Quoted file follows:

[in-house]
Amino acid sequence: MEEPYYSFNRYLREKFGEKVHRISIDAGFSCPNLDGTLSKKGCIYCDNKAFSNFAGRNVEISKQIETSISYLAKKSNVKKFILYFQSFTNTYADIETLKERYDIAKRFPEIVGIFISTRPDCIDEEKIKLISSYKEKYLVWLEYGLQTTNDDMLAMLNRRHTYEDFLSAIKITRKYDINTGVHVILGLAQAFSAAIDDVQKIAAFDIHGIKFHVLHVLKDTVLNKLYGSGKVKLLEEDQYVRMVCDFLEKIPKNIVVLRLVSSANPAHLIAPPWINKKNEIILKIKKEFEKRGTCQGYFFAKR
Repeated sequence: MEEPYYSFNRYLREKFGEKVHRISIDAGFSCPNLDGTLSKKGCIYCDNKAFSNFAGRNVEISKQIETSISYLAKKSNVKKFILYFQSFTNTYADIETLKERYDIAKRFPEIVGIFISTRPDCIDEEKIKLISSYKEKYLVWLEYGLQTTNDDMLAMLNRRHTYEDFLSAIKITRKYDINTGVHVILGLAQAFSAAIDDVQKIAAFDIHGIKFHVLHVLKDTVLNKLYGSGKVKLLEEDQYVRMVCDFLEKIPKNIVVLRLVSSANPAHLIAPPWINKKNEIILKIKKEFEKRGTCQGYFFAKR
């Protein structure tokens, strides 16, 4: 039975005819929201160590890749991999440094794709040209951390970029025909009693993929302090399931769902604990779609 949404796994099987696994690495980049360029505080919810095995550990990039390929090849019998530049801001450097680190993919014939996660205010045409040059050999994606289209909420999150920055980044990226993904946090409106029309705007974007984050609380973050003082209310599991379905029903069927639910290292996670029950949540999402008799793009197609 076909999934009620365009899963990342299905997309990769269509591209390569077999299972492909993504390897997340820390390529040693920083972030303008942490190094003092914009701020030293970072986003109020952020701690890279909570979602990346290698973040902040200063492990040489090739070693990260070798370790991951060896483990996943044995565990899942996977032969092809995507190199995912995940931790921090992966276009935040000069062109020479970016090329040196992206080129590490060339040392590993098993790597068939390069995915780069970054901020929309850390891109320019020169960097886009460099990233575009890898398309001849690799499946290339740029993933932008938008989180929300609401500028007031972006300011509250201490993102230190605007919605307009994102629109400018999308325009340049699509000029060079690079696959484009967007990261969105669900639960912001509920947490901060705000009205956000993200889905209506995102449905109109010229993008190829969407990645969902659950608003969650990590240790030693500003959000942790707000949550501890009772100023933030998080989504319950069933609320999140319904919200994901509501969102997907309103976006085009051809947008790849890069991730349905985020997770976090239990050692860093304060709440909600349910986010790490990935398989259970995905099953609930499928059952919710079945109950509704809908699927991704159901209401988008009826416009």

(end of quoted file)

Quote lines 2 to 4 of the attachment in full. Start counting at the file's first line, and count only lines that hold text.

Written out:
Amino acid sequence: MEEPYYSFNRYLREKFGEKVHRISIDAGFSCPNLDGTLSKKGCIYCDNKAFSNFAGRNVEISKQIETSISYLAKKSNVKKFILYFQSFTNTYADIETLKERYDIAKRFPEIVGIFISTRPDCIDEEKIKLISSYKEKYLVWLEYGLQTTNDDMLAMLNRRHTYEDFLSAIKITRKYDINTGVHVILGLAQAFSAAIDDVQKIAAFDIHGIKFHVLHVLKDTVLNKLYGSGKVKLLEEDQYVRMVCDFLEKIPKNIVVLRLVSSANPAHLIAPPWINKKNEIILKIKKEFEKRGTCQGYFFAKR
Repeated sequence: MEEPYYSFNRYLREKFGEKVHRISIDAGFSCPNLDGTLSKKGCIYCDNKAFSNFAGRNVEISKQIETSISYLAKKSNVKKFILYFQSFTNTYADIETLKERYDIAKRFPEIVGIFISTRPDCIDEEKIKLISSYKEKYLVWLEYGLQTTNDDMLAMLNRRHTYEDFLSAIKITRKYDINTGVHVILGLAQAFSAAIDDVQKIAAFDIHGIKFHVLHVLKDTVLNKLYGSGKVKLLEEDQYVRMVCDFLEKIPKNIVVLRLVSSANPAHLIAPPWINKKNEIILKIKKEFEKRGTCQGYFFAKR
């Protein structure tokens, strides 16, 4: 039975005819929201160590890749991999440094794709040209951390970029025909009693993929302090399931769902604990779609 949404796994099987696994690495980049360029505080919810095995550990990039390929090849019998530049801001450097680190993919014939996660205010045409040059050999994606289209909420999150920055980044990226993904946090409106029309705007974007984050609380973050003082209310599991379905029903069927639910290292996670029950949540999402008799793009197609 076909999934009620365009899963990342299905997309990769269509591209390569077999299972492909993504390897997340820390390529040693920083972030303008942490190094003092914009701020030293970072986003109020952020701690890279909570979602990346290698973040902040200063492990040489090739070693990260070798370790991951060896483990996943044995565990899942996977032969092809995507190199995912995940931790921090992966276009935040000069062109020479970016090329040196992206080129590490060339040392590993098993790597068939390069995915780069970054901020929309850390891109320019020169960097886009460099990233575009890898398309001849690799499946290339740029993933932008938008989180929300609401500028007031972006300011509250201490993102230190605007919605307009994102629109400018999308325009340049699509000029060079690079696959484009967007990261969105669900639960912001509920947490901060705000009205956000993200889905209506995102449905109109010229993008190829969407990645969902659950608003969650990590240790030693500003959000942790707000949550501890009772100023933030998080989504319950069933609320999140319904919200994901509501969102997907309103976006085009051809947008790849890069991730349905985020997770976090239990050692860093304060709440909600349910986010790490990935398989259970995905099953609930499928059952919710079945109950509704809908699927991704159901209401988008009826416009």